If Phillips was the queen of soaps, Nixon, a $100-a-week dialogue writer for the daytime serial Woman in White, quickly became her heir apparent. “Irna taught me that real life is more hilarious, more tragic and more incredible than anything we could think up,” says Agnes. “Look at the Jean Harris trial.” With the birth of network television, many of the radio soaps—and Phillips—moved their base of operations to Hollywood. But Nixon headed for New York, where the brief Golden Age of live drama on prime time had begun. Soon she was canvassing the networks, searching for work in a mostly male industry. “I remember wearing this powder-blue wool suit and a powder-blue hat with a feather,” she giggles. “I thought it was heaven until two friends called me ‘Rebecca of Sunnybrook Farm.’ I think a lot of men interviewed me just because they didn’t believe it.” Before long, she began writing scripts and adaptations for shows like Studio One and Robert Montgomery Presents.
Those first months in Manhattan were lonely. “I would stand in the backyard of my basement apartment and listen to the lilt of laughter and the tinkle of glasses behind the fence,” she recalls. “It seemed like the whole glamorous world was on the other side and I was the child whose face was pressed against the candy store window.” Then, in 1951, she met Bob Nixon, a Washington, D.C. auto dealer. “When Bob proposed,” she remembers, “he said, ‘I understand that writing is part of you and I wouldn’t want to change it.’ So I said ‘Yes’ before he changed his mind.”
Within the next five years she built both her career and a family—a son and three daughters, now ages 24 to 29. The Nixons finally settled near Philadelphia. Bob was a regional director for Chrysler and Agnes commuted to Manhattan three days a month. She recalls going to New York swathed in a voluminous cape, hoping that no one would notice she was pregnant. But they did notice. “People just couldn’t believe that I could hold a job and be a really good mother,” she says. “Once we had a pediatrician who said my children seemed accident-prone. Maybe I was being paranoid, but I thought he was saying I was responsible. At first I felt I had to defend myself, but then I thought, Why? Bob wasn’t objecting—he helped change the diapers and heat the bottles. It wasn’t easy, but it worked out.”
In 1954 Nixon reunited with Irna Phillips to write dialogue for The Guiding Light, which had made the transition from radio to TV. Later, under her tutelage, NBC’s Another World was transformed from a ratings bomb to a hit, and ABC agreed to let Agnes develop a soap of her own. One Life to Live went on the air in 1968, and All My Children in 1970. Bob cashed in his Chrysler dealership to join Agnes in their own production company, Creative Horizons, Inc. Subsequently, both shows were sold to ABC, and Nixon was put under a six-figure contract to supervise virtually every aspect of All My Children.
Despite a veteran staff, the job is a staggering one. “We have no summer reruns, like nighttime,” she explains. “We’re under pressure to produce 260 hour-long segments a year.”
Gestation begins in Nixon’s seven-bedroom pre-Revolutionary War home. (She and her husband own another house on St. Croix and an apartment in Manhattan.) On a typical morning Agnes swims 60 laps in the backyard pool before nestling into an easy chair in her top-floor, garretlike studio. “Each time I start a long story I think, ‘This time it won’t come,’ ” she says. “I’m like a little girl holding her grandfather’s hand.” Realistically, Nixon lists her characters’ names, then sets about clearing her mind. “It sounds silly,” she admits, “but it’s almost like a mystical experience. I hear these people talking to me, and I dictate what I hear.” At 1:00 p.m. she breaks from her recorder to watch All My Children, while simultaneously taping the competition, NBC’s Days of Our Lives and CBS’s The Young and the Restless. Though she is frequently on the phone to New York, where the serial is taped, Agnes works on long-range outlines alone; typically, she spends six days each month in the city collaborating with the show’s head writer, Wisner Washam, and its producer, Jorn Winther. Rarely does she visit the set. “It’s hard for me to see the stars in hair rollers going through rehearsals,” she explains. “I don’t want the edge taken off.”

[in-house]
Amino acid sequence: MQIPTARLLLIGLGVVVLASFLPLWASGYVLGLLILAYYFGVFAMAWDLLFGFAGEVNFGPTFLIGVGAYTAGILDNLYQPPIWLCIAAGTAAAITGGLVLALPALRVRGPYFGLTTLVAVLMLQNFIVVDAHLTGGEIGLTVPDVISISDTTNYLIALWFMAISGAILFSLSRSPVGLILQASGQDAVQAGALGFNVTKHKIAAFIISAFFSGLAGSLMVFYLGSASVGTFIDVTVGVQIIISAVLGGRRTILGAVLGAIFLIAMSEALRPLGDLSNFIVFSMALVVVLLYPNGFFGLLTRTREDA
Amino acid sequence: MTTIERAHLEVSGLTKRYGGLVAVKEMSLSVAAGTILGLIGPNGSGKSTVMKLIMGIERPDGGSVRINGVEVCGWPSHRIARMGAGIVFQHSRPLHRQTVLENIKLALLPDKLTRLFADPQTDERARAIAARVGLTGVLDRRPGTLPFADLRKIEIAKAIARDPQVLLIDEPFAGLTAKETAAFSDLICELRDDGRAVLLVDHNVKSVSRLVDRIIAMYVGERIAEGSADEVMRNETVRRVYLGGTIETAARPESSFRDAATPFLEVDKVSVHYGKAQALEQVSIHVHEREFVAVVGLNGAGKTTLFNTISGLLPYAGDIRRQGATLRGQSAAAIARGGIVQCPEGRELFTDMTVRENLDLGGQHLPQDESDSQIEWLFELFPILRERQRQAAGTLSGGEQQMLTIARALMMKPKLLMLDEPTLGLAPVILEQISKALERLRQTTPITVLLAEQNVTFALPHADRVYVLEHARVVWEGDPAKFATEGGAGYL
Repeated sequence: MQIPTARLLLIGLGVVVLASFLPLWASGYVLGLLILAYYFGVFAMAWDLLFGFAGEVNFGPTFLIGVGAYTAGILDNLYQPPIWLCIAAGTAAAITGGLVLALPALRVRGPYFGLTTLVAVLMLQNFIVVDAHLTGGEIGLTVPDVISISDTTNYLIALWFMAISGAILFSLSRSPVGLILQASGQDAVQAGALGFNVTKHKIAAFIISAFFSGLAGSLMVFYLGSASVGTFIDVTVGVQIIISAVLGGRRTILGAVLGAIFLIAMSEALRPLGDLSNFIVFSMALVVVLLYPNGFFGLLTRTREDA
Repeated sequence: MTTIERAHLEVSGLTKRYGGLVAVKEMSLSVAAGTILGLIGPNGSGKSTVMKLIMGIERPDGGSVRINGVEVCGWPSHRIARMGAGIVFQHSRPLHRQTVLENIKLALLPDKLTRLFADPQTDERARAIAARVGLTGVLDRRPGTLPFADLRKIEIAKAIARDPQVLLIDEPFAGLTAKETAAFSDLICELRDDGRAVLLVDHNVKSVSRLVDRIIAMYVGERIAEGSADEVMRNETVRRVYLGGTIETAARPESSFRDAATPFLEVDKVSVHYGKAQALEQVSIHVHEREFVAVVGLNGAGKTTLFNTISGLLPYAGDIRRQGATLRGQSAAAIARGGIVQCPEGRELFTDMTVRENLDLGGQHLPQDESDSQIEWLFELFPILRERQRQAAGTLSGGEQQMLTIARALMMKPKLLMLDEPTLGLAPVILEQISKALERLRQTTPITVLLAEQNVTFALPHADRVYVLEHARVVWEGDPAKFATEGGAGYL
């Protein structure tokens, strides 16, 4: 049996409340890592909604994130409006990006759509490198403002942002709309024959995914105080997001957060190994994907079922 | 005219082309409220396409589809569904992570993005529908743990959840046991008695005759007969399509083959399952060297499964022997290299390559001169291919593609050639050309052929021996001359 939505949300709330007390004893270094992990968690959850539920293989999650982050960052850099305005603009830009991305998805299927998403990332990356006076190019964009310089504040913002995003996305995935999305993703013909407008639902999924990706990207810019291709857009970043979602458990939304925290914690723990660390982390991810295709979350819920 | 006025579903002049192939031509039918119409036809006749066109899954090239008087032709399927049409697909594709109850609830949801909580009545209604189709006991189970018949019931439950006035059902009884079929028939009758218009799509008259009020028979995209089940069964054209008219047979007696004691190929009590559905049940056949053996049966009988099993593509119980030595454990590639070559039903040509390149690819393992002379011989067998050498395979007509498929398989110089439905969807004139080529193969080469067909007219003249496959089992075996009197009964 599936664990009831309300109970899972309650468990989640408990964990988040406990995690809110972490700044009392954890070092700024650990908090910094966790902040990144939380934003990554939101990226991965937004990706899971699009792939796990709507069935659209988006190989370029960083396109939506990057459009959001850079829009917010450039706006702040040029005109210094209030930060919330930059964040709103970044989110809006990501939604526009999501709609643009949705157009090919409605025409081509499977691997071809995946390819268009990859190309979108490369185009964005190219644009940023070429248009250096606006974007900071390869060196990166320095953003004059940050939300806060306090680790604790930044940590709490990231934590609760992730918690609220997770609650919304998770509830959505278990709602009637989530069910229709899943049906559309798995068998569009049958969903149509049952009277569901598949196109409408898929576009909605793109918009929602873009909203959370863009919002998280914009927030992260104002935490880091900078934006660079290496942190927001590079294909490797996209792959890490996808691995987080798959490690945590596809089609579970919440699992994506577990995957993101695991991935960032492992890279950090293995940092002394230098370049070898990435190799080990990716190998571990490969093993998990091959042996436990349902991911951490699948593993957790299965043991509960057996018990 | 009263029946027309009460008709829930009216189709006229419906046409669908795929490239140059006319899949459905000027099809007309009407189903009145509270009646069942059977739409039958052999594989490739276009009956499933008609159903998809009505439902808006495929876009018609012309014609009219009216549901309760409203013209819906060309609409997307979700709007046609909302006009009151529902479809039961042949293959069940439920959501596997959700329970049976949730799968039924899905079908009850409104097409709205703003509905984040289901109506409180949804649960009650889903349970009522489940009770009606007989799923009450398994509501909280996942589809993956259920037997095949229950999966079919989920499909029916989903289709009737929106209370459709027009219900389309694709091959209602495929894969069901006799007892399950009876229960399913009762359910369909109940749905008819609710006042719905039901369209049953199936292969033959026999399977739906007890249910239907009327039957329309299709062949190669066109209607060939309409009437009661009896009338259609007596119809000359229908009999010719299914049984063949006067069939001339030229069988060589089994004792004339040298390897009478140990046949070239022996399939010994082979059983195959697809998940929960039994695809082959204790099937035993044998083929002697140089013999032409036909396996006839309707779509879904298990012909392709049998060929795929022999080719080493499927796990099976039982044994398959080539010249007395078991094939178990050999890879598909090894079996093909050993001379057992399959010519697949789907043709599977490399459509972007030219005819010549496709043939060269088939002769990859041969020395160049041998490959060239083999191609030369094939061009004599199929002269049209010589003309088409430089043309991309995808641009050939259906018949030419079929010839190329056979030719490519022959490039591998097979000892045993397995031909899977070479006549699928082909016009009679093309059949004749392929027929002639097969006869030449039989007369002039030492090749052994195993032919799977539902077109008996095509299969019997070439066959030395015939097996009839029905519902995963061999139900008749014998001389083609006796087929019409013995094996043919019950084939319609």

In an industry that inflates egos to monstrous proportions, Nixon has retained more than the customary quotient of sanity. “Dirty dealing in this business stems from insecurity and panic,” she says. “I had a husband who was making a good living, so I didn’t have to panic. And I was loved. That gave me the assurance that freed me to be creative.” As for the peculiar genius that has produced one enduring serial after another, Agnes is inclined to be modest. “I’ll take credit for a lot of self-discipline and hard work,” she says, “but the rest is a gift that comes from somewhere else. Years ago I went to a number of psychics because I have a strong belief in life after death. One of them told me, ‘My dear, don’t take too much credit, because there is an Irish ancestor on the other side directing you.’ Now I don’t say, ‘Okay, ancestor, what are we writing today?’ But it is a comfort to me.”
After 25 years of soaps, and the financial security her tenure has purchased, Nixon’s attention may finally be wandering. If The Manions has the impact she hopes for, she would like to let the historical saga continue to the present—but as a periodic, not weekly, series. Last summer Agnes did not renew her ABC contract and is supervising All My Children on a month-to-month basis. Could she ever give up daytime serials entirely? “I think so,” she says. “I might even enjoy it.” Given such ambivalence, should ABC be saying its prayers? “I love the people at ABC,” she says sweetly, “but it is a business, and I don’t think I’m indispensable.”